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Magnetic resonance imaging and prediction of outcome in patients with major depression


J Psychiatry Neurosci 2009; 34(5): 343-349

Glenda M. MacQueen, MD, PhD

MacQueen — Department of Psychiatry, Faculty of Medicine, University of Calgary, Calgary, Alta.


Whether magnetic resonance imaging studies can provide useful information to clinicians who treat people with major depressive disorder remains to be established. There are, however, several recent findings that suggest that likelihood of response may be predicted by imaging findings. For example, morphometric studies have examined whether hippocampus volume is associated with clinically meaningful outcomes such as response to treatment. In general, patients who remit have larger pretreatment hippocampus volumes bilaterally compared with those who do not remit. There are similar preliminary findings for the anterior cingulate cortex. There are also a number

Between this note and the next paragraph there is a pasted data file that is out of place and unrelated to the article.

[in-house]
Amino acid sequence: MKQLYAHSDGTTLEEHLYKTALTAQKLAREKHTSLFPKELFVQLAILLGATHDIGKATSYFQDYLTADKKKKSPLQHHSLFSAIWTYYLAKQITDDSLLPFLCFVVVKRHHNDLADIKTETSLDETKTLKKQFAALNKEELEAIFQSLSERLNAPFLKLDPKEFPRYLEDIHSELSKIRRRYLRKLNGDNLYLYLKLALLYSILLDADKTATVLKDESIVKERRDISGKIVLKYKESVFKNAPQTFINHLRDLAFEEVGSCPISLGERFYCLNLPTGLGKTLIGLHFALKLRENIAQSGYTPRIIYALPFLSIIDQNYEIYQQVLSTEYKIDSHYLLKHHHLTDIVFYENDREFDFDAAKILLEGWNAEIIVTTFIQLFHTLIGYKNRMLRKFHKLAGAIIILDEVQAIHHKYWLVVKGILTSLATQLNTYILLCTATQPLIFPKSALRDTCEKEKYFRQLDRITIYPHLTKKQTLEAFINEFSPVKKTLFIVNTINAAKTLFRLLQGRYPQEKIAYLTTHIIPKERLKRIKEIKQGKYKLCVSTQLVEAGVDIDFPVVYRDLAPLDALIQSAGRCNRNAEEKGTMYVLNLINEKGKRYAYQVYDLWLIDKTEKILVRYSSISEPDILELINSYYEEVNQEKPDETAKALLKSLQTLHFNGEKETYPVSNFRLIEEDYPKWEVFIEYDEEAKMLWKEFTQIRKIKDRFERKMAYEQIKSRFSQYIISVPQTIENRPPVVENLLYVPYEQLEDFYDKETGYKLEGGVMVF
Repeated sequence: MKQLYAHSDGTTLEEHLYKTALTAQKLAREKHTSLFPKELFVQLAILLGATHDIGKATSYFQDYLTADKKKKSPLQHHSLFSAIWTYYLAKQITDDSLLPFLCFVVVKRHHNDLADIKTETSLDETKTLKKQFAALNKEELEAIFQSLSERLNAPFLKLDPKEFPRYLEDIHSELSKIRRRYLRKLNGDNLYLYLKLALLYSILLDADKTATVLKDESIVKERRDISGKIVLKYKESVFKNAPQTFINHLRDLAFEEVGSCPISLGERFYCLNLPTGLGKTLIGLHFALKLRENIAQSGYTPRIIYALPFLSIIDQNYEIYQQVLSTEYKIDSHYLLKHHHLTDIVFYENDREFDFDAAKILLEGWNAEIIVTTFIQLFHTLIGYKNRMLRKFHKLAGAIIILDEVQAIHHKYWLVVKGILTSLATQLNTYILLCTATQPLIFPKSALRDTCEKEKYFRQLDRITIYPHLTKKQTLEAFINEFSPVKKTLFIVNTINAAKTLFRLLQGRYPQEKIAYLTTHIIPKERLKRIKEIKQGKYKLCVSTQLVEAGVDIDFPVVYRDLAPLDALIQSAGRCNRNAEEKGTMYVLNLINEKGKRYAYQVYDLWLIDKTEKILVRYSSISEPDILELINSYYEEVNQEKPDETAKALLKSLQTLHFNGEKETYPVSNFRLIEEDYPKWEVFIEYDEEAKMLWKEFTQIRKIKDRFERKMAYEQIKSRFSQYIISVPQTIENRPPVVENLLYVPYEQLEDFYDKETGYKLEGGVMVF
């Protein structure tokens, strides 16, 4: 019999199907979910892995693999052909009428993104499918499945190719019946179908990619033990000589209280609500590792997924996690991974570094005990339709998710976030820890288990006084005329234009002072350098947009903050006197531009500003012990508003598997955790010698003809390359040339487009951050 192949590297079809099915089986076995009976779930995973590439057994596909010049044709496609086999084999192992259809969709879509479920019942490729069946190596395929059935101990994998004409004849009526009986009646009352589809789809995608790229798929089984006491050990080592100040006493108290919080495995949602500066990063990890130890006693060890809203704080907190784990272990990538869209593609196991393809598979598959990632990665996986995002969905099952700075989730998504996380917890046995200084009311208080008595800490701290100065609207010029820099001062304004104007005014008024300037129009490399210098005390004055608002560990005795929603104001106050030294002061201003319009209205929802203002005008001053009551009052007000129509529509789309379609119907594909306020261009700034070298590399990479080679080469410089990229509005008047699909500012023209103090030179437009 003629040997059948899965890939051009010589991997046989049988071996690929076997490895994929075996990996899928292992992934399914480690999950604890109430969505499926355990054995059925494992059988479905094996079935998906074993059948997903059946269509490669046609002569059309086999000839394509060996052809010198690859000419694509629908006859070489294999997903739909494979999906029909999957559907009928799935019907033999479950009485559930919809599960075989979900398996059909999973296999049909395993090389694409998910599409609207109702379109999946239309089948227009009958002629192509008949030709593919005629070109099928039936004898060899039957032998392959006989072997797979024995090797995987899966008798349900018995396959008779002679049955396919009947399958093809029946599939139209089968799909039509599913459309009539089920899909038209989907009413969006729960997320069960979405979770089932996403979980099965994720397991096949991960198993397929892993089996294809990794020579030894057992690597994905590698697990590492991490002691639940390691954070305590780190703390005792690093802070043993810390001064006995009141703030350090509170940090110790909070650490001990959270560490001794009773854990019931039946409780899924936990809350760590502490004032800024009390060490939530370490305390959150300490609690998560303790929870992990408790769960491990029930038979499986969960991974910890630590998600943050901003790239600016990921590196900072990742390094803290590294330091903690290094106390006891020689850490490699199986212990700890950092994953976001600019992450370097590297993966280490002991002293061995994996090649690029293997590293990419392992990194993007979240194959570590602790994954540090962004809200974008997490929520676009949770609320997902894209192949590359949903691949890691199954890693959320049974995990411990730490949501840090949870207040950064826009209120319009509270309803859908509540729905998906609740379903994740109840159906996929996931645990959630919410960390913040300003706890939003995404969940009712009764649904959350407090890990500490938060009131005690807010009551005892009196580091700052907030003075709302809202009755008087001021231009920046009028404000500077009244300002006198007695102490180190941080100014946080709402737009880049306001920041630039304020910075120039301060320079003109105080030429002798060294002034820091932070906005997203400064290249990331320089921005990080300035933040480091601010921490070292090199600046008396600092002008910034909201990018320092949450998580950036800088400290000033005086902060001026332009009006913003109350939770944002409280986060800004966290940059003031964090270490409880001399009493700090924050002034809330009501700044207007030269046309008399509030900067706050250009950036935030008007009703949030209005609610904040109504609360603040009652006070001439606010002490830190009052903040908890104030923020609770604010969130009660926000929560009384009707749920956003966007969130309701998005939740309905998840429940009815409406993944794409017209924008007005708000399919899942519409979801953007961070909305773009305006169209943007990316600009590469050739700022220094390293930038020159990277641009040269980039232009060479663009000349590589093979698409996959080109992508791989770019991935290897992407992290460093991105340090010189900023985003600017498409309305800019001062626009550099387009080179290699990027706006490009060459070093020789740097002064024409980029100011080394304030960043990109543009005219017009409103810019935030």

of functional imaging studies that have identified different activity patterns in those who are likely to respond to treatment compared with those who are not. Using positron emission tomography, investigators have reported different patterns of response to treatment in those treated with medication compared with those treated with psychotherapy. Some of the potential barriers to the routine use of imaging in psychiatric practice are reviewed briefly.

Submitted Jan. 20, 2009; Revised Apr. 6, 2009; Accepted Apr. 24, 2009.

Competing interests: None declared.

Correspondence to: Dr. G.M. MacQueen, Department of Psychiatry, Foothills Hospital, 29th St. NW, Calgary AB T2W 2T9; gmmacque@ucalgary.ca